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You're on a team with a colleague you consider an incompetent boor. She leaves her half-empty coffee cups around until mold starts to form and lets her paperwork slop over onto your desk. Because of her disorganization, a report you both worked on was late, tarnishing your image as well as hers. You feel your chest tightening and your rage swelling. There are two options, right? You can confront her directly and run the risk of an ugly scene. Or you can simmer in a stew of resentment, grumbling to co-workers or being obsessed about what you should have said to her face and run the risk of poisoning your job and compromising your work.
September 14, 2013 | By Lily Dayton
Walking into one of the studios at Hot 8 Yoga in Santa Monica, I feel like I've crossed into a different latitude. The temperature is 100 degrees, and the moisture in the air is palpable - think tropical rain forest or Southern bayou. Everyone is lying on mats, eyes closed. The instructor, Carmen Guerrero, a striking woman with floral tattoos that curl up her arm, encourages us to feel our breath throughout our bodies, preparing us to "awaken the fire within. " Though I've practiced yoga for several years, this is my first foray into a heated studio.
April 25, 2014 | Mary MacVean
Workouts don't always have to be sweaty, and my mind and spirit needed some attention after a recent long week. We can all meditate or downward our dogs at home, but sometimes it helps to have a little guidance. Reset: 8254 Melrose Ave., Aura: Seems like miles from the hullabaloo just outside; dimmed lights, electric candles and cushiony mats. Effort: Laid-back, for sure. But there's no payoff if you just drop off and don't try to follow the teacher.
Deborah Barrett's life is startlingly simple. And startlingly complex. She is a Zen monk, a Catholic nun, a lawyer and a psychologist. In her sparely furnished office there is a futon and a computer. There are books on religion, Zen and psychology, a poster of Catholic scholar St. Teresa of Avila and wood block prints of a Zen garden, a church and Janice Joplin. All the pieces exist separately and--somehow--together, much like the seemingly disparate experiences in Barrett's life.
October 2, 2010 | By Nomi Morris, Special to the Los Angeles Times
Molecular biologist and author Jon Kabat-Zinn was a pioneer in applying the Buddhist concept of mindfulness to Western medicine and secular society. But he doesn't consider himself a Buddhist. "Mindfulness, the heart of Buddhist meditation, is at the core of being able to live life as if it really matters. It has nothing to do with Buddhism. It has to do with freedom," Kabat-Zinn said in a telephone interview from Lexington, Mass. "Mindfulness is so powerful that the fact that it comes out of Buddhism is irrelevant.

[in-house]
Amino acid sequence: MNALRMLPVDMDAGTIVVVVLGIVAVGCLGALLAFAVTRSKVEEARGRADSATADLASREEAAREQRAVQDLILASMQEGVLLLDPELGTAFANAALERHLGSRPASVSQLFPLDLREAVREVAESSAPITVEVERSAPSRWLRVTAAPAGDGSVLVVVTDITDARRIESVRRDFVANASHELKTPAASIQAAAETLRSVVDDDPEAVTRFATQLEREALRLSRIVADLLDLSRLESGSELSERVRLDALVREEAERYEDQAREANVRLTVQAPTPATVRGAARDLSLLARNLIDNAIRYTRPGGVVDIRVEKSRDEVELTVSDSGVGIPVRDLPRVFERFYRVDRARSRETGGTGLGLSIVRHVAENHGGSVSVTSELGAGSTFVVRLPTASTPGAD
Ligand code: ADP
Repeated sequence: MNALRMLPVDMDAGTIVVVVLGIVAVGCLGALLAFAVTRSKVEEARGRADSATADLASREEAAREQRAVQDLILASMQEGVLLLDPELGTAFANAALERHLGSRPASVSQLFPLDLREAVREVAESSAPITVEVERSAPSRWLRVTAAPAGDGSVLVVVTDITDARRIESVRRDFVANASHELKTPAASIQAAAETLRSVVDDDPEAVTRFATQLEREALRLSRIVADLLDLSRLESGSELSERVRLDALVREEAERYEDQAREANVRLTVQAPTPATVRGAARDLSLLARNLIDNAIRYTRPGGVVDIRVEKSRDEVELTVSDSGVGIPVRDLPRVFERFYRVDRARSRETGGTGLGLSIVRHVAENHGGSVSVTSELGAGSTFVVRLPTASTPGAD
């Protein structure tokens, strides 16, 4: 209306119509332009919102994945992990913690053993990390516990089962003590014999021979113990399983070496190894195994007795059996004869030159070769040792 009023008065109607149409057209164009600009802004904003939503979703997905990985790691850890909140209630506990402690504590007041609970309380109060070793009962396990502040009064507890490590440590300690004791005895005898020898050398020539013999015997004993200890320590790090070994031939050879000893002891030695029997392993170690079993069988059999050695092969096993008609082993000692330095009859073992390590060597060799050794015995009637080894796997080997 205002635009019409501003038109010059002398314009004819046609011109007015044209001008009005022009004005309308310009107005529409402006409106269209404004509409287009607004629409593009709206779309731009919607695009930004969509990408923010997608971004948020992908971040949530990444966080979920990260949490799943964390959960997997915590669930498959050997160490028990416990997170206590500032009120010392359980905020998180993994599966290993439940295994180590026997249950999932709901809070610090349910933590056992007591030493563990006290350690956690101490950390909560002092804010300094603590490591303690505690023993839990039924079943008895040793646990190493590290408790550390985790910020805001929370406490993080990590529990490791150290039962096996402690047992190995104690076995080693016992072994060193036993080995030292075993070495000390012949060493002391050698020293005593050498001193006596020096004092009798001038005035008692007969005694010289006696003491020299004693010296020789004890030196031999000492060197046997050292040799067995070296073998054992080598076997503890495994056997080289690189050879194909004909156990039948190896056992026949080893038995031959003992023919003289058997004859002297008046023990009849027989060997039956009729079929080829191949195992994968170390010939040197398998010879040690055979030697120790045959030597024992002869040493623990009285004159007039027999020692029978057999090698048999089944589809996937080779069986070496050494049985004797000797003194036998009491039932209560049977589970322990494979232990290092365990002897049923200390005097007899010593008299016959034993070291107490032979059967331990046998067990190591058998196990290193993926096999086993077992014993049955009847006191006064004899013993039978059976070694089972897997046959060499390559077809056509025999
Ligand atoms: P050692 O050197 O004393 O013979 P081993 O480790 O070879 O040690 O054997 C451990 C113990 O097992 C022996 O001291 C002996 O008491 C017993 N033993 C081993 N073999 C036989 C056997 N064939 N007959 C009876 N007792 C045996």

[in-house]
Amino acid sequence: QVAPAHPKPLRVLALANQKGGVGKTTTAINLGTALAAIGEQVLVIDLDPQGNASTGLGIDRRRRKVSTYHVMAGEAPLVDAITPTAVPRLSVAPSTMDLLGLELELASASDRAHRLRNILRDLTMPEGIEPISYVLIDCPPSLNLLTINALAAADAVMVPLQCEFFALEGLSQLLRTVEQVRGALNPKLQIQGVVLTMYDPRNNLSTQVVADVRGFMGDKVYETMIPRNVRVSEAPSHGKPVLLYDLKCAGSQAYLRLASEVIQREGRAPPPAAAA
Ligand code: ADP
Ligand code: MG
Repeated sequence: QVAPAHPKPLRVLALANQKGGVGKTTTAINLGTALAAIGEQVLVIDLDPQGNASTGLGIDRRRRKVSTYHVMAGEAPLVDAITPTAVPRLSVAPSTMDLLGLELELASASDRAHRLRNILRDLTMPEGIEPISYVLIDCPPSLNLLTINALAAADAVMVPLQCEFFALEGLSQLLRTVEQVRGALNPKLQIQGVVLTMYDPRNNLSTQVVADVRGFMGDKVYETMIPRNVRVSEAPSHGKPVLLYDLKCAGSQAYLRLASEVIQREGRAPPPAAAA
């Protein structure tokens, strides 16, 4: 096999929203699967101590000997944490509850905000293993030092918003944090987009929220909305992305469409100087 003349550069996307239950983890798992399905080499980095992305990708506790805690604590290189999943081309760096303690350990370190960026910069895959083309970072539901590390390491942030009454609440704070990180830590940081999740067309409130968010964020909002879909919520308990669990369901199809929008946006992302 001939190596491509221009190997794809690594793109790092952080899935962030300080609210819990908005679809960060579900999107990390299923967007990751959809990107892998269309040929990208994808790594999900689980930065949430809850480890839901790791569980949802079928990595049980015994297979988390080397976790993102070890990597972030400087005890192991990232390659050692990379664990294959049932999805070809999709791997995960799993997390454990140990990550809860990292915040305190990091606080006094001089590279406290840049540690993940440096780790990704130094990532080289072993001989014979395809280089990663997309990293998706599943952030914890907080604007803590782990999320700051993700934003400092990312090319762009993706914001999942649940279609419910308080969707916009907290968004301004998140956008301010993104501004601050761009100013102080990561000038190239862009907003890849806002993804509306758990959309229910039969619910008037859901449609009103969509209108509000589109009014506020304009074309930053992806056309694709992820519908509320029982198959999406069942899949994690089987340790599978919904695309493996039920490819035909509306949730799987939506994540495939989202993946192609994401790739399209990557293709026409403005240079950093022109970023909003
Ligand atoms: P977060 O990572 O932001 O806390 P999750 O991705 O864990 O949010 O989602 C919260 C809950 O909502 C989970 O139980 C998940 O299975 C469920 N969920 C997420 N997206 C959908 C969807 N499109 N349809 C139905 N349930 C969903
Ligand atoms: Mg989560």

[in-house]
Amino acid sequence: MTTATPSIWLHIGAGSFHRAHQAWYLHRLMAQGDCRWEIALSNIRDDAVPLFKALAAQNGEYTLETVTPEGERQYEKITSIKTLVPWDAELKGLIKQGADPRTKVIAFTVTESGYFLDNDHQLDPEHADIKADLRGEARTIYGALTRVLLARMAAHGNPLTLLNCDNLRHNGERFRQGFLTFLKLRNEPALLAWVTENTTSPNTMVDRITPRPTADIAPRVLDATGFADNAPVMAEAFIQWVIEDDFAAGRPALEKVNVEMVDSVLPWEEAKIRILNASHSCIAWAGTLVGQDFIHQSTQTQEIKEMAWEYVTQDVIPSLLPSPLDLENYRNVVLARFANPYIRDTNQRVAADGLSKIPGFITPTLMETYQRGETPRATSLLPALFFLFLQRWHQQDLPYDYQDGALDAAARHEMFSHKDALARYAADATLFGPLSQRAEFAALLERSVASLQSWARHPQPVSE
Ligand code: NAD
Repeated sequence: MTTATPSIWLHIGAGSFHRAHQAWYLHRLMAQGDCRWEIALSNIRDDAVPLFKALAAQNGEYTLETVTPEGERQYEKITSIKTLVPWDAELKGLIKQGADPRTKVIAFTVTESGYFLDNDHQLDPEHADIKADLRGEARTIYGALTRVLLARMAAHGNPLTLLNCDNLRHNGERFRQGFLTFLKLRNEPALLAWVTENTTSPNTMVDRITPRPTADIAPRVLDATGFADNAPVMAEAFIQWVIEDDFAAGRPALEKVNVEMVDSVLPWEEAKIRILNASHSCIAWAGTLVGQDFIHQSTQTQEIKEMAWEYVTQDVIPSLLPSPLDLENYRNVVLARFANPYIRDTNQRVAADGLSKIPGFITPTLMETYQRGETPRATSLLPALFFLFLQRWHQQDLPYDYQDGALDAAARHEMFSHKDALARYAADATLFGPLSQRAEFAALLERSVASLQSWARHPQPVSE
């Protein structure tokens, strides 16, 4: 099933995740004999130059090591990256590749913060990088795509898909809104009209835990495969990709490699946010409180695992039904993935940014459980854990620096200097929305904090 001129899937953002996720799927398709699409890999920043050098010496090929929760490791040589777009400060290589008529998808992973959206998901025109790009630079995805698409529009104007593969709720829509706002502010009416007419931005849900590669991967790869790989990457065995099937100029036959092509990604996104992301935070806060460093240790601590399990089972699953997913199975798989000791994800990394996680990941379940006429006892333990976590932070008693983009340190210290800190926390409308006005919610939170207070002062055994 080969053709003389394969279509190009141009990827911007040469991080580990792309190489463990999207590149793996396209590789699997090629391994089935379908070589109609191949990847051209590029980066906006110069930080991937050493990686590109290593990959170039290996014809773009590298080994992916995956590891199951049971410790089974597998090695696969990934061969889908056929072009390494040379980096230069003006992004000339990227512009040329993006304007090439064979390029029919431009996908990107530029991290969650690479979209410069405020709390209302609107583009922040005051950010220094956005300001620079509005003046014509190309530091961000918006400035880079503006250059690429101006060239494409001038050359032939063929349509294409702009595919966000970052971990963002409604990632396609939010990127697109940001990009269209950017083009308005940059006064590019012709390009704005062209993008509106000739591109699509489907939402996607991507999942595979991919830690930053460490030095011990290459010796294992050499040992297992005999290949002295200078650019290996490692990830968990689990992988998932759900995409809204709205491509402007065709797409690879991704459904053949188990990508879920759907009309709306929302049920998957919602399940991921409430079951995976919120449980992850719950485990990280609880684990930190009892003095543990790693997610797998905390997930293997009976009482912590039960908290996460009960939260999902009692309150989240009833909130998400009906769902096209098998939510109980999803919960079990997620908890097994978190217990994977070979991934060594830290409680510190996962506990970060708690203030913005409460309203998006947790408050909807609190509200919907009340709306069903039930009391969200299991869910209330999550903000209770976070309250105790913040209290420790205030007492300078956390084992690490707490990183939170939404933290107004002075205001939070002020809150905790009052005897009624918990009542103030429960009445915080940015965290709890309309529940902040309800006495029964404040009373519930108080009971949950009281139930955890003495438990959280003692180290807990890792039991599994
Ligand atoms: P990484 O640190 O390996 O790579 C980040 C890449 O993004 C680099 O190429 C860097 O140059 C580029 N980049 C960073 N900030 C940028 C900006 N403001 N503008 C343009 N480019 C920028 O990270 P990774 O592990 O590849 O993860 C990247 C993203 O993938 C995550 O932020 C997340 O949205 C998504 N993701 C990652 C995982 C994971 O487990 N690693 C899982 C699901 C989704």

August 10, 2009 | Duke Helfand
As the lights dimmed over a hotel ballroom in downtown Los Angeles, 2,000 people closed their eyes and commenced their morning kirtan, or devotional chanting. "Oh, God beautiful, at thy feet, oh I do bow," they sang as monks played tiny cymbals and other instruments. "To the yogi, thou art bliss." The visitors were attempting to establish a spiritual tone for the weeklong world convocation of the Self-Realization Fellowship, a religious and spiritual organization whose devotees practice yoga and meditation while honoring underlying principles of truth in the world's great religions.
January 8, 2011 | By Chris Woolston, Special to the Los Angeles Times
Of all fields of medicine, psychology seems especially prone to fads. Freudian dream analysis, recovered memory therapy, eye movement desensitization for trauma ? lots of once-hot psychological theories and treatments eventually fizzled. Now along comes mindfulness therapy, a meditation-based treatment with foundations in Buddhism and yoga that's taking off in private practices and university psychology departments across the country. "Mindfulness has become a buzzword, especially with younger therapists," said Stefan Hofmann, a professor of psychology at Boston University's Center for Anxiety and Related Disorders.
September 5, 2010 | By Ann Powers, Los Angeles Times
Rivers Cuomo has no problem admitting that he sometimes still feels like a teenager. "Maybe I haven't matured in some ways that other 40-year-olds have," the Weezer frontman said in a recent interview. "Or maybe I'm more willing to honor those immature voices inside myself that other 40-year-olds aren't. " He certainly isn't very age-appropriate when performing, which is a good thing for a rock star, even one who's now married with a kid and a degree from Harvard. Back in August, Weezer played the headlining spot in the concert series attached to the U.S. Open of Surfing in Huntington Beach.
December 3, 2010 | By Elaine Woo, Los Angeles Times
Sri Daya Mata, a Mormon from Utah who became enchanted by a Hindu mystic as a teenager and went on to lead the Los Angeles-based Self-Realization Fellowship for 55 years, has died. She was 96. The religious leader died Tuesday of natural causes at one of the fellowship's nuns' retreats in Los Angeles, where she had been living in seclusion, said spokeswoman Lauren Landress. Daya Mata, whose name in Sanskrit means Mother of Compassion, was the third president of the Self-Realization Fellowship, a worldwide organization founded in 1920 by Indian yoga master Paramahansa Yogananda.
September 22, 1997 | ROCHELLE O'GORMAN FLYNN
A Meditation to Help You With Weight Loss By Belleruth Naparstek; Time Warner AudioBooks One cassette One hour; $12 Time Warner AudioBooks has added three titles to a beneficial and masterfully produced meditation series by psychotherapist Belleruth Naparstek. Naparstek, who has a soothing, deep voice, leads the guided meditation on the first half of "A Meditation to Help You With Weight Loss" and the affirmations on the other half.
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